Help with Flemish Giant!

Discussion in 'Housing and Environment' started by AnimalWitch, Sep 20, 2019.

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  1. Sep 20, 2019 #1

    AnimalWitch

    AnimalWitch

    AnimalWitch

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    Hello everyone I just want to say thank you for allowing me to be a part of this site. I have recently acquired a Flemish Giant from my boss. He was about 8 months old when I got him and he was all skin and bones and we thought he was not going to make it. Well here we are a few months later and he is doing very well. I am having a lot of issues with trying to litter train him and setting up a proper environment for him indoors. We have foxes and other Wildlife outside and no fences with woods so I cannot house him Outdoors. I have recently trained him to be on a harness and Lead, but unfortunately that has started to go awry because of the wild rabbits scaring him lately. He smells their scent and goes crazy trying to get away almost hurting himself. I am at my wit's end cleaning up his urine and feces inside. I will include photos of the setup I have I need help please! He is not neutered yet. Do any vet hospitals provide discounted neutering for rabbits like some do for cats and dogs? Like I said I am new to this site and I am here for any and all advice anyone would like to contribute. I'm sorry my post is long.
     
  2. Sep 20, 2019 #2

    AnimalWitch

    AnimalWitch

    AnimalWitch

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    The site will not allow me to upload a photo. It says that the server is not large enough or something??
     
  3. Sep 21, 2019 #3

    Niomi

    Niomi

    Niomi

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    Welcome to this site. Most indoor rabbits are litter box trained. Do not use cat litter. The best litter is horse stall pellets, which is a wood product. If you don't have a farm and garden store in your area where you can buy pellets, you can also use stove fuel pellets. In my state they are sold at Menards. Put a layer of pellets in a litter box and put some hay on top, to encourage your rabbit to sit in the litter box. Put the box in a place where your rabbit likes to do his business, usually in a corner. If his area is large, you may have to reduce his area to get him to go in his box, or you can try putting out more boxes. Others on this site may have better suggestions on set ups. It has been a long time since I litter trained a rabbit because my rabbits are rescues that were trained when I got them.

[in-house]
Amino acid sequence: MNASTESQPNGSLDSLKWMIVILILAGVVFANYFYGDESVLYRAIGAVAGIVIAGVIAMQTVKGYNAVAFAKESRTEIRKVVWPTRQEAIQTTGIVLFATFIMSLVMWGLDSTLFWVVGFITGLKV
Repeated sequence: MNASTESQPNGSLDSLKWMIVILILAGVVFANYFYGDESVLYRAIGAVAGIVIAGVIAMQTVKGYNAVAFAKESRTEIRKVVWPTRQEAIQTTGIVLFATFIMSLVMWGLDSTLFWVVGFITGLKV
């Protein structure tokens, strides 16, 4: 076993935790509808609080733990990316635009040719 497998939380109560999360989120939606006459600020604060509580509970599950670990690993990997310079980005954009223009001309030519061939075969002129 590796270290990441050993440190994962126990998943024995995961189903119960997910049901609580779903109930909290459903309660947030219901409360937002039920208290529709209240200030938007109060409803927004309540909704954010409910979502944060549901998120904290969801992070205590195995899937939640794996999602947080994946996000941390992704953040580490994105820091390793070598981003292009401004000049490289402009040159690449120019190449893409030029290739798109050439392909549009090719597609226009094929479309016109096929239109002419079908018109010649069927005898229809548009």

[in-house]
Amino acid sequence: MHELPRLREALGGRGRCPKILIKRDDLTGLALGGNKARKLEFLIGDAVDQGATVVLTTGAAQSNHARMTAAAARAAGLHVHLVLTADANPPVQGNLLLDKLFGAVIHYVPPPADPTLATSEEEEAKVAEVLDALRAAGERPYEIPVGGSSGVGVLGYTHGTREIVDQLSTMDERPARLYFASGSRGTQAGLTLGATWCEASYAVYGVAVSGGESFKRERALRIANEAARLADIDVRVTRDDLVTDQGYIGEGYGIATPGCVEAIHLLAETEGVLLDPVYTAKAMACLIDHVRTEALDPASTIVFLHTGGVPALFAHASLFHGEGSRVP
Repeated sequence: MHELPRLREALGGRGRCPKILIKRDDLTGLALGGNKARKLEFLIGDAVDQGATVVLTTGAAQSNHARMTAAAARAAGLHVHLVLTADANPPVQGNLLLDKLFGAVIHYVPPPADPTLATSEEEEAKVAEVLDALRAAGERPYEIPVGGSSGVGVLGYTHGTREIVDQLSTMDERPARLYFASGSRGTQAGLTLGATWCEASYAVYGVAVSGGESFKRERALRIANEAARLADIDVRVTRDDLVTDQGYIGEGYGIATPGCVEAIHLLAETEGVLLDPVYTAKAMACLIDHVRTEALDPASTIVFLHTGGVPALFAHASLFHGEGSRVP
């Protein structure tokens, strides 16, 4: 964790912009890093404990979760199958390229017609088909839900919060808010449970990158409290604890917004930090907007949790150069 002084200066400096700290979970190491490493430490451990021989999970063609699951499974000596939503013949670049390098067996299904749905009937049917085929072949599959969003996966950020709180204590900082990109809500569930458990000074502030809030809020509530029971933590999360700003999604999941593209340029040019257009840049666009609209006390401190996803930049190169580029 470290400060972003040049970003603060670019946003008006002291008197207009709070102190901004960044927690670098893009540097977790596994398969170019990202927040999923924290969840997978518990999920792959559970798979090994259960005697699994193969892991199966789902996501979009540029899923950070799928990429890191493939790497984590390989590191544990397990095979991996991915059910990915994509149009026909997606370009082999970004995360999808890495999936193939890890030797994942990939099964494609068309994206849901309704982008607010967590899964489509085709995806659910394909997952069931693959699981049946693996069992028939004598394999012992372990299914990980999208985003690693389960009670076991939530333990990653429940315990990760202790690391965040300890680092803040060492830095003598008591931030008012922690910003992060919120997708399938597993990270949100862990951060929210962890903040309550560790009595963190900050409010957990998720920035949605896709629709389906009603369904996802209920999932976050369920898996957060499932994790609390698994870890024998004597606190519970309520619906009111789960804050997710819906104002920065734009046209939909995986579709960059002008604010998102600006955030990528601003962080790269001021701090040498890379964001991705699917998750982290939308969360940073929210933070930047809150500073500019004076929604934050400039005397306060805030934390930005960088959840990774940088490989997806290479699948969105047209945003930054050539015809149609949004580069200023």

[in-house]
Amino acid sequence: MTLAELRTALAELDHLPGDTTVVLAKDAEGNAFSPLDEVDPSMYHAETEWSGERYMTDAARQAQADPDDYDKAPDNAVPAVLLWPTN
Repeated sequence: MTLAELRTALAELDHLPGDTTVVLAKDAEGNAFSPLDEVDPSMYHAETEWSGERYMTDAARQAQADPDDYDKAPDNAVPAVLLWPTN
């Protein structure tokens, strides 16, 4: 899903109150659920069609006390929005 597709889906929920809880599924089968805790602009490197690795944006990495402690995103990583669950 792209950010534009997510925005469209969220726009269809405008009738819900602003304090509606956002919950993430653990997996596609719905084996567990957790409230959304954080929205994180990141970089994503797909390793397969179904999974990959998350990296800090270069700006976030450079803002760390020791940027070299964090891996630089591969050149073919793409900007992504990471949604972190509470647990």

Where I like, there are spay/neuter programs for people with low incomes, but you will just have to check around to see what is available in your area.
     
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  4. Sep 21, 2019 #4

    samoth

    samoth

    samoth

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    Hmm... maybe it was a temporary error because too many people were doing something here at the same time? Give it another try :)

    FermiSword.PNG
     
  5. Sep 21, 2019 #5

    Blue eyes

    Blue eyes

    Blue eyes

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    Intact rabbits can be difficult to litter train - most especially when they are hormonal. Your rabbit (for a Flemish) is at the right age to be hormonal. Neutered rabbits litter train much more easily and are more consistent (once they've had a few weeks post neuter for those hormones to fully dissipate).

    Indoor housing is perfectly fine and can be done. I've had many rabbit over the years and they all were easily litter trained. Here is a page on my site that discusses litter training and tips on keeping an odor free home with a rabbit indoors. HOpefully that will help.
     
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  6. Sep 21, 2019 #6

    Ariana

    Ariana

    Ariana

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    I had a Flemish mix and he was a messy rabbit. Here’s A trick I learned to protect floors and keep things clean , even when they’re litter trained , is cage inserts. You can buy them separate from cages in different sizes. I put them on the floor, under the litter box also. They’re easy to clean and if he pees it will stay collected, it’s easy to clean up hay because it can cling to fabric. You can even put them under blankets to protect floors. Since using them it’s so easy to clean I just pick it up and dump the hay and poos that have collected on it from him jumping out of the box and it dumps right into the trash bag. 8B51B353-F731-476B-8F2D-30A6CB87E51F.png
     
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